As a film and TV fanatic, I was grateful to have the opportunity to attend the Confluence Summit in Menlo Park. This one-of-a-kind conference was put on by Winston Baker, a company that produces events and conferences focused around film, finance and entertainment in the global market. Filled with film and tech executives from all parts of the two industries, the conference presented a look at the diversity of industry fields as well as leaders at the forefronts, from the economics of filmmaking to the creative processes behind it all. The word “confluence” is defined as “an act or process of merging,” or the joining of two separate entities, and the Confluence Summit aimed to do just that — station itself at the intersection of film and technology. While the two sectors aren’t innately disparate, so many branching industries, from television to artificial intelligence, are coming into closer and closer contact. Some of these intersections I was familiar with, but many are things that I have never heard of, let alone dreamt were even possible, even at Stanford and peripherally in Silicon Valley, and so I’ll be highlighting some of my favorite influential speakers from the conference.
Just from the conference program, I was immediately excited to see Sam Raimi, acclaimed multitalented filmmaker, best known for his original “Evil Dead” horror franchise and the original early 2000s “Spider-Man” series. Raimi attended Michigan State University but left soon after matriculating to create the horror classic “The Evil Dead” on an incredibly small budget with a crew — yet this film became a cult hit and launched Raimi into a successful career. From his conversation with Akin Gump’s Chris Spicer, Raimi felt like a director that everyone would want to work with — funny and lovable, charming but honest — a sort of strong leadership force that drives a project forward. The filmmaker talked about wanting to create films from a young age all the way to telling an incredible story about working with frustratingly entitled actors. I asked whether he ever found that he had conflicts between taking on multiple roles in a film, including director and writer, but Raimi shrugged and stated that it in fact allowed him to build even more of a cohesive vision for a project.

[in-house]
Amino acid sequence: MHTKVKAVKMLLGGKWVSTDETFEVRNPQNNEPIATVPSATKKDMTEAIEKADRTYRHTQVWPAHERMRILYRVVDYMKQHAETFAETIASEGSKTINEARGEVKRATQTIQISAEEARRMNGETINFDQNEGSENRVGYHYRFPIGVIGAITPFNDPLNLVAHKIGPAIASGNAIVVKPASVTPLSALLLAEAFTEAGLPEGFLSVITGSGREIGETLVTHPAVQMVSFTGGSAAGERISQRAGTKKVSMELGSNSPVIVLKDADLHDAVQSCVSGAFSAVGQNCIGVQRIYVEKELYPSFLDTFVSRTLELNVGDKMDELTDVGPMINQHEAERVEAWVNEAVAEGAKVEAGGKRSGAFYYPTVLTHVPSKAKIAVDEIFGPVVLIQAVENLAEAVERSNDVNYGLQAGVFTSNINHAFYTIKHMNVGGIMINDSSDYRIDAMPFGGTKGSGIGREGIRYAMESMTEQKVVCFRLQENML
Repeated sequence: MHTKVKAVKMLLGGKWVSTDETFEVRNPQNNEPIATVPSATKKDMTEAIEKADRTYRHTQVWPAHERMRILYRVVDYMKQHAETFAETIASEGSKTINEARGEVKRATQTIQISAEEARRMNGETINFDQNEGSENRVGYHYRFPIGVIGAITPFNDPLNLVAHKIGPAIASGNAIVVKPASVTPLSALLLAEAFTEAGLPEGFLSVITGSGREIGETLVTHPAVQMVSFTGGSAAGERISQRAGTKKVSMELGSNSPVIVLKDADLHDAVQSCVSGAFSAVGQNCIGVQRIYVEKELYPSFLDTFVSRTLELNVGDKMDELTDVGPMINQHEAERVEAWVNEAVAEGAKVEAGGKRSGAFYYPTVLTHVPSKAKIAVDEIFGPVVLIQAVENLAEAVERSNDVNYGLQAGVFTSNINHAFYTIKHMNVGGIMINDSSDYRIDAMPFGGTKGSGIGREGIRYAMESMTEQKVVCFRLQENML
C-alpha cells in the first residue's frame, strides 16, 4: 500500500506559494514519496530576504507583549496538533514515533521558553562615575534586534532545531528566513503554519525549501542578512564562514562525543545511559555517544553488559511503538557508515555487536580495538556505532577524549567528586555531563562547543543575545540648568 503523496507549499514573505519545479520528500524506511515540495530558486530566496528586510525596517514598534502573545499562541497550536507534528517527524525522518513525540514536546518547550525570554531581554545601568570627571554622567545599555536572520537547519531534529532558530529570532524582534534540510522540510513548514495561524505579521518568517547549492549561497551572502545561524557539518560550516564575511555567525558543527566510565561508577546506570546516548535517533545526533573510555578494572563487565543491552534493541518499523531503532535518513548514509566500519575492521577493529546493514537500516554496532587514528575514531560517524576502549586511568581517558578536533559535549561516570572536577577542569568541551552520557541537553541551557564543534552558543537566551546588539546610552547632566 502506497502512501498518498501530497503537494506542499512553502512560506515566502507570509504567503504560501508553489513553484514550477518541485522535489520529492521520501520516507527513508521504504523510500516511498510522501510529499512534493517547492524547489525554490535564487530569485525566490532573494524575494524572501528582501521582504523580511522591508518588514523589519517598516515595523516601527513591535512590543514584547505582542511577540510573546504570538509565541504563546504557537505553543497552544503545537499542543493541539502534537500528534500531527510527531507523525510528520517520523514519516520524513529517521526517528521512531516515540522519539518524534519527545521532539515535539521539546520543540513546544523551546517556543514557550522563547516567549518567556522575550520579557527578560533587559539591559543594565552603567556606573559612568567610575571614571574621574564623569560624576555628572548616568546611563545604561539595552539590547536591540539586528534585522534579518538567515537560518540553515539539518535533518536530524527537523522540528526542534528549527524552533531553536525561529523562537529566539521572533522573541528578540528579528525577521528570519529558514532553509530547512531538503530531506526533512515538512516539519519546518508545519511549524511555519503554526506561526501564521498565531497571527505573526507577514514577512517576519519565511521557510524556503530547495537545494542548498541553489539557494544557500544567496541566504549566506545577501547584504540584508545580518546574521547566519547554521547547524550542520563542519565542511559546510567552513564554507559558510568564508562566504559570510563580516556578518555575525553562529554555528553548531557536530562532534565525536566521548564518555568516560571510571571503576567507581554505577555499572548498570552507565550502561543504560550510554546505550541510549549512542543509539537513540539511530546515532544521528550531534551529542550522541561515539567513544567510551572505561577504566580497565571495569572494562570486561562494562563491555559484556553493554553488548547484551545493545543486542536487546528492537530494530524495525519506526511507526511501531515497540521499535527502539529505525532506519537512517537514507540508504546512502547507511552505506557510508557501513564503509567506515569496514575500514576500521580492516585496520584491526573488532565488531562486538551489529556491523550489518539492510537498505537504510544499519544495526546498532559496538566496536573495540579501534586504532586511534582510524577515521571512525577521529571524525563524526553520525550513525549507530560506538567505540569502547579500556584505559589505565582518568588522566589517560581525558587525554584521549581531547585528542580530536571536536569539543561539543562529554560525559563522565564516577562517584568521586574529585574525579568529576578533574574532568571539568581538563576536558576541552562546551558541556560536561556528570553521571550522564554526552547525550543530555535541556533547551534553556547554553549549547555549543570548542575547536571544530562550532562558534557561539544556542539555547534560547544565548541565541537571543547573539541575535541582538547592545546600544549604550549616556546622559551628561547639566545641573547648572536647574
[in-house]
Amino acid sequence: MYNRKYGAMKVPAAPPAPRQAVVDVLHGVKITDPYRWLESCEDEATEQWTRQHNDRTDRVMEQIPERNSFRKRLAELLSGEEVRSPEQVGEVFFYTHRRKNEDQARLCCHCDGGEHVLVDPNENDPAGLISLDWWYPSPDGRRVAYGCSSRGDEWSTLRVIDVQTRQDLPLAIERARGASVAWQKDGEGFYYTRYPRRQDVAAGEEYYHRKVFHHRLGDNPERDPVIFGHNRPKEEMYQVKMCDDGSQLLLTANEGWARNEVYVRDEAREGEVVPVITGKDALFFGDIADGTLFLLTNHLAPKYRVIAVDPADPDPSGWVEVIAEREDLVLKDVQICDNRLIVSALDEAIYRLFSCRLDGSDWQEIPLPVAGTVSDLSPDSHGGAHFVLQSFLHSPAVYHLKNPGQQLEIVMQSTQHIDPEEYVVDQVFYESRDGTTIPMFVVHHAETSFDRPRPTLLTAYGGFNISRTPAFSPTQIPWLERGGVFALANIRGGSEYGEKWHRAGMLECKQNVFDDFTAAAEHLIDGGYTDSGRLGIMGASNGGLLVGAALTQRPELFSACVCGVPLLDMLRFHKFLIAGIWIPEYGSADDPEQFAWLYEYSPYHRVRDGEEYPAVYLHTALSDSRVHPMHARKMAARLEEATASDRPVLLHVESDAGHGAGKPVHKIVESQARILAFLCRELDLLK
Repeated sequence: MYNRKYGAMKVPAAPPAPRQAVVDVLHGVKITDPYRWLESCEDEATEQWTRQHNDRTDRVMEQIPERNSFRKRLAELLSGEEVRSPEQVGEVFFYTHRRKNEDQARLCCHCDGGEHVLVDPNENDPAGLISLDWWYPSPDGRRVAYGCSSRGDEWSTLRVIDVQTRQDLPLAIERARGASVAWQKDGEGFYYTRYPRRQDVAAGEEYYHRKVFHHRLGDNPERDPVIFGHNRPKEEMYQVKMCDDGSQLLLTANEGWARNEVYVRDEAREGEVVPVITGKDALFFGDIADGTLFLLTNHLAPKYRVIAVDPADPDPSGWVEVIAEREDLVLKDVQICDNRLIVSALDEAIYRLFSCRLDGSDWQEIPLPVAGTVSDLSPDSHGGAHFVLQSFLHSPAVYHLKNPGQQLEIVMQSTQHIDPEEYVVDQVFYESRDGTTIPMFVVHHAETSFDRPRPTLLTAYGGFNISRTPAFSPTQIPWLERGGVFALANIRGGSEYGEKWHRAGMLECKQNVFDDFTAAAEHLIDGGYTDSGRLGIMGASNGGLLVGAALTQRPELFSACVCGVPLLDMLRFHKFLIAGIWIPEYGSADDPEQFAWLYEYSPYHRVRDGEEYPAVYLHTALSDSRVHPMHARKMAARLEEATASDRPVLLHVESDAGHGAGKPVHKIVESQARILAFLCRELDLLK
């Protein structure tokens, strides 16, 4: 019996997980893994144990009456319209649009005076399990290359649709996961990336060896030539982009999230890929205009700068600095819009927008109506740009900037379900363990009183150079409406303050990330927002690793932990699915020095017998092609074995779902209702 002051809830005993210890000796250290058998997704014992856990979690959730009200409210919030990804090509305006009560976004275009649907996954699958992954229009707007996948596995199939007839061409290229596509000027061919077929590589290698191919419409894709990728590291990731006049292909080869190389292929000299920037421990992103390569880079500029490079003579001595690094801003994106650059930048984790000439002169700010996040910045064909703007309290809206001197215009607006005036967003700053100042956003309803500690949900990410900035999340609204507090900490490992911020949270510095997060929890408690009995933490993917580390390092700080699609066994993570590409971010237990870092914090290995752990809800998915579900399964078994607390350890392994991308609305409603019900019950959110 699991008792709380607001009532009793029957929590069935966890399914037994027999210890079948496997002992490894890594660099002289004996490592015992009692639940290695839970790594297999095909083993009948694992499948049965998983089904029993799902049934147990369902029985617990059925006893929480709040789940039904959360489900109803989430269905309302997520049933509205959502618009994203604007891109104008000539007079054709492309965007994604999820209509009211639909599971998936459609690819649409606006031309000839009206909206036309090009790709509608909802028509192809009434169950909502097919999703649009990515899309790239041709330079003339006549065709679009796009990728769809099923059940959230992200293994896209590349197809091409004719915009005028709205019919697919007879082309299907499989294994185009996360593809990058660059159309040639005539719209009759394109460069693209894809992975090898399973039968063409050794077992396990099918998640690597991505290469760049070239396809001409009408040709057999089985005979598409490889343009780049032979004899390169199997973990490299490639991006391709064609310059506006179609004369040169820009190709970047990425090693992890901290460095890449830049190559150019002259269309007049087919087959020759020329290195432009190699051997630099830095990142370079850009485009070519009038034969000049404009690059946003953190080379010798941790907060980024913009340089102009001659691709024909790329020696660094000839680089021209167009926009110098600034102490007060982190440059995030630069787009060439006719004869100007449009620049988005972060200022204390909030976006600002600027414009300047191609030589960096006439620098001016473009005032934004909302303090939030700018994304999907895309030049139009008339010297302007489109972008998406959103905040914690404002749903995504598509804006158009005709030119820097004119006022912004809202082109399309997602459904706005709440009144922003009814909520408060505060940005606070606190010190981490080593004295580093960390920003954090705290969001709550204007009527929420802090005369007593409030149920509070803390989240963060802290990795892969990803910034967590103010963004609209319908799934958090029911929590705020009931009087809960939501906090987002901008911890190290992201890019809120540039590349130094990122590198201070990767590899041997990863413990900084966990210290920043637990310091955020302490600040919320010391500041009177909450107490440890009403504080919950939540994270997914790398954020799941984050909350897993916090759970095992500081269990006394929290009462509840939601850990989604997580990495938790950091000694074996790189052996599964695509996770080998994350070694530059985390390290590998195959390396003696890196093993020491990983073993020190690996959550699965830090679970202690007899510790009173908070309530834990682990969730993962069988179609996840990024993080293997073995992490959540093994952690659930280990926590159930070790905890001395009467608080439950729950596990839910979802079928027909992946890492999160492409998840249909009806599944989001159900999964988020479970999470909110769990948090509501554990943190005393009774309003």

From the technology sector, Nadira Azermai of ScriptBook and Venkat Nagaswamy of MarianaIQ were in conversation with Richard Lui on their respective artificial intelligence companies. Azermai’s company create software that is able to analyze a film solely based on its script, from its audience rating to a full analysis of the narrative — it will even predict how well it will do at the box office. ScriptBook boasts up to 87 percent accuracy, but this raised some questions in skeptics, including myself. Azermai explained that no other information was required, just the script. No performances, audio or visual aspects needed — how can technology completely ignore such nuance? This led me to even more thoughts — maybe my impressions of a film, my emotional reaction is completely fabricated and doesn’t actually inform my response — if so, I’ll quickly be spiraling into a deep pit of despair over art that isn’t truly meaningful. Or, maybe a script can be interpreted in two ways — one by technology and one by humans, both of which are perfectly valid, but we can only emotionally and mentally process the latter. Using trends in thousands of scripts that have been produced into films, Azermai’s technology simply uses them to create the analyses of new scripts — it’s not a reflection of the film itself, only the societal response.